[N]o one had any reason to worry that Eich, a longtime executive at the company, would do anything that would negatively affect gay Mozilla employees. In fact, Mozilla Executive Chairwoman Mitchell Baker, his longtime business partner who now defends the need for his resignation, said this about discovering that he gave money to the Proposition 8 campaign: “That was shocking to me, because I never saw any kind of behavior or attitude from him that was not in line with Mozilla’s values of inclusiveness.” It’s almost as if that donation illuminated exactly nothing about how he’d perform his professional duties.

But no matter.

Calls for his ouster were premised on the notion that all support for Proposition 8 was hateful, and that a CEO should be judged not just by his or her conduct in the professional realm, but also by political causes he or she supports as a private citizen.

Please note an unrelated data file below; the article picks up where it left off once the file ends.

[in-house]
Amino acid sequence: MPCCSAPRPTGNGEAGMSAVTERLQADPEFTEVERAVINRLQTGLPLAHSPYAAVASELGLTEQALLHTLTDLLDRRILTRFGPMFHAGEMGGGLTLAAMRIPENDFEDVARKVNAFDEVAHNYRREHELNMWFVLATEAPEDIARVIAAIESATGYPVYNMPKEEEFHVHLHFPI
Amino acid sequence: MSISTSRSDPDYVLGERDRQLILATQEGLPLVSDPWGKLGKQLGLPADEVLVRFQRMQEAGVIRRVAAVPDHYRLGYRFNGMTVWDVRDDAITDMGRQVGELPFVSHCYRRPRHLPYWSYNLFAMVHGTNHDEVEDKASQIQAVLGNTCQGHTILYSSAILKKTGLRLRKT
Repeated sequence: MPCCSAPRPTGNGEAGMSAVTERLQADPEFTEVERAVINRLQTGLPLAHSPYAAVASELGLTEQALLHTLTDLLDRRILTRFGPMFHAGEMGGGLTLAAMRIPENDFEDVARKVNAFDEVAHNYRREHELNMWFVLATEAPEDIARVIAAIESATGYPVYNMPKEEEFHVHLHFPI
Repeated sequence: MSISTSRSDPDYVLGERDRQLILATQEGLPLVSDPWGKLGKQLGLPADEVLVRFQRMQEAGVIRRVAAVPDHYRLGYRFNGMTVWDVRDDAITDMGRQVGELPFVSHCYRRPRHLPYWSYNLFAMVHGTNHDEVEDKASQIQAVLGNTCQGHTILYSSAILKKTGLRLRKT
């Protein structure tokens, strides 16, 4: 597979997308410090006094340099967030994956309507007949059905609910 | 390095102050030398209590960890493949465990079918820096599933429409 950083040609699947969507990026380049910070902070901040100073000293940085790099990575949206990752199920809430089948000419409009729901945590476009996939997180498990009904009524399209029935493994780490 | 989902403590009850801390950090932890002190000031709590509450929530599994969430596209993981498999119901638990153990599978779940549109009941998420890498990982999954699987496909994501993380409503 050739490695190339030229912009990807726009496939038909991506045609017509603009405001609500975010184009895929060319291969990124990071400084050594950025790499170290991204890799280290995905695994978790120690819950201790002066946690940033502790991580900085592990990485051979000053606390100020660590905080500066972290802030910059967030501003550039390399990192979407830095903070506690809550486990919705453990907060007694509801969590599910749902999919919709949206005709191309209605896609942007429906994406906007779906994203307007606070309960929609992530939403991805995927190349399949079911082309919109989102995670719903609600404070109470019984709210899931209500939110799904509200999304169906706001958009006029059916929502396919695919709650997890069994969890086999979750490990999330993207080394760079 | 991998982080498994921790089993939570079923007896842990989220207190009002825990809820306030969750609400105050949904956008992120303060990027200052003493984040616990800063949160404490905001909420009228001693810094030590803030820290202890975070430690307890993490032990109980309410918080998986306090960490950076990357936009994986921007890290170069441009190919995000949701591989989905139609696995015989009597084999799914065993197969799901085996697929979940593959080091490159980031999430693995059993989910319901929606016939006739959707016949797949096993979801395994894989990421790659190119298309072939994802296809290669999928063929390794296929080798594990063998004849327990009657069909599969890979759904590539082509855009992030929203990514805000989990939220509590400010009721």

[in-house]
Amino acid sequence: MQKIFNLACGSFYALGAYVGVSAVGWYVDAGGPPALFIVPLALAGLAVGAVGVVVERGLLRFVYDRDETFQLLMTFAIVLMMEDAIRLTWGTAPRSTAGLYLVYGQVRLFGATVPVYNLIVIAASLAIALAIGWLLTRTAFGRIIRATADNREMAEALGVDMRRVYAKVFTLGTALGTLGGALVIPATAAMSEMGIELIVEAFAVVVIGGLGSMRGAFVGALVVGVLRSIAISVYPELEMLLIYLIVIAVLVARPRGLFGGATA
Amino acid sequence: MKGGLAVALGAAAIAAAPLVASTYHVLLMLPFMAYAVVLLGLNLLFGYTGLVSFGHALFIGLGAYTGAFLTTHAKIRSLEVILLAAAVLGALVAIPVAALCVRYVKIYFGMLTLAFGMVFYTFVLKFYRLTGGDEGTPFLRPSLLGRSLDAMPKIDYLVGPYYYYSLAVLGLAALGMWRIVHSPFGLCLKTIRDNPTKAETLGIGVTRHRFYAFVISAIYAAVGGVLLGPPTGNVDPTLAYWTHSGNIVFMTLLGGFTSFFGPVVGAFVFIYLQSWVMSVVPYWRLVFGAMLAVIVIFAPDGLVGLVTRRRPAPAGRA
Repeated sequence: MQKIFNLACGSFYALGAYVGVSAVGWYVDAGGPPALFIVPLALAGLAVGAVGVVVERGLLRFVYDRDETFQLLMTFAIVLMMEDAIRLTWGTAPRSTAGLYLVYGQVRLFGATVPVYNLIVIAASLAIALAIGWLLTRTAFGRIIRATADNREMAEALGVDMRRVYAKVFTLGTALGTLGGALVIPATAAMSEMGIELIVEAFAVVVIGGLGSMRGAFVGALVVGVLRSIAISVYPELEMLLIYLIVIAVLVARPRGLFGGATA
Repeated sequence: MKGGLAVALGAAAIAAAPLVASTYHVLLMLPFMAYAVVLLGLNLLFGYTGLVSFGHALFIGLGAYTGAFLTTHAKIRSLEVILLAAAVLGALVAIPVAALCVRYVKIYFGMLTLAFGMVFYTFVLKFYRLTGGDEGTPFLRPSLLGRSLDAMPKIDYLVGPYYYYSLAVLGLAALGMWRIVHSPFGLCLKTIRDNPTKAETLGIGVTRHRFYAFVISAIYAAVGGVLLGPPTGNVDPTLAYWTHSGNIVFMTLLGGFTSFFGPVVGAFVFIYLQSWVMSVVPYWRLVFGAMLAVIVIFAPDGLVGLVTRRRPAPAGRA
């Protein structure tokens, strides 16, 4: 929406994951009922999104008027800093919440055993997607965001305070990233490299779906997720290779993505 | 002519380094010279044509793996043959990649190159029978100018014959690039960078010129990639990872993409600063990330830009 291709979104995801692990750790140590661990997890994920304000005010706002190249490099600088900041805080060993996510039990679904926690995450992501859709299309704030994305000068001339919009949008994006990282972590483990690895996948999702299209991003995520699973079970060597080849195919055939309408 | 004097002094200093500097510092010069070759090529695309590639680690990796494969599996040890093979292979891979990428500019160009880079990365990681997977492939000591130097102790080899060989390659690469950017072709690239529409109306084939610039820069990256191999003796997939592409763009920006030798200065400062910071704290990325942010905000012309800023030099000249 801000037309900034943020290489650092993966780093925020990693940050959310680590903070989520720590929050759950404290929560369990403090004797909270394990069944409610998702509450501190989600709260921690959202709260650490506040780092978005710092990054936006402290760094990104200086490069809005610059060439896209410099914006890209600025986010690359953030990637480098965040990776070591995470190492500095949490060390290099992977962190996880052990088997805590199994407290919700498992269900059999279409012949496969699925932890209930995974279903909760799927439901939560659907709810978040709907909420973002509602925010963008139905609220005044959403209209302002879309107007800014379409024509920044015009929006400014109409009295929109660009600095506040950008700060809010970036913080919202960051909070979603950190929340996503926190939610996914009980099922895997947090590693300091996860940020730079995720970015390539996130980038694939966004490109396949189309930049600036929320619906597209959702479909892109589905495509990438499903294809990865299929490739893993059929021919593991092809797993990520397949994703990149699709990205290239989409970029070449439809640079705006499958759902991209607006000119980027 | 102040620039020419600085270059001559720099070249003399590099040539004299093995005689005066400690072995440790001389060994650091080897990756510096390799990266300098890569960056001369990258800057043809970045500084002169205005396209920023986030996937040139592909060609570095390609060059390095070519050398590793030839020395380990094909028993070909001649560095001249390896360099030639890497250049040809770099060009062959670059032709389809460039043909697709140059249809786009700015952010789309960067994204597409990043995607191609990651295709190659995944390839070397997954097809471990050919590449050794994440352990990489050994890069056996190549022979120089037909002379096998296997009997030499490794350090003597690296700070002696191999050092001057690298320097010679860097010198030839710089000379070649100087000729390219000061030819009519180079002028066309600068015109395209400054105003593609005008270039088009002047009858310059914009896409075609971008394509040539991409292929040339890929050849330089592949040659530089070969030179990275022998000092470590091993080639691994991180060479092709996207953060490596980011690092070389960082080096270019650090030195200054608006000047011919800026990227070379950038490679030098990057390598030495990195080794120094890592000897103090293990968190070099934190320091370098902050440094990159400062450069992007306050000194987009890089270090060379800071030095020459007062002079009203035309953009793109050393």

If that attitude spreads, it will damage our society.

Consider an issue like abortion, which divides the country in a particularly intense way, with opponents earnestly regarding it as the murder of an innocent baby and many abortion-rights supporters earnestly believing that a fetus is not a human life, and that outlawing it is a horrific assault on a woman’s bodily autonomy. The political debate over abortion is likely to continue long past all of our deaths. Would American society be better off if stakeholders in various corporations began to investigate leadership’s political activities on abortion and to lobby for the termination of anyone who took what they regard to be the immoral, damaging position?

It isn’t difficult to see the wisdom in inculcating the norm that the political and the professional are separate realms, for following it makes so many people and institutions better off in a diverse, pluralistic society. The contrary approach would certainly have a chilling effect on political speech and civic participation, as does Mozilla’s behavior toward Eich.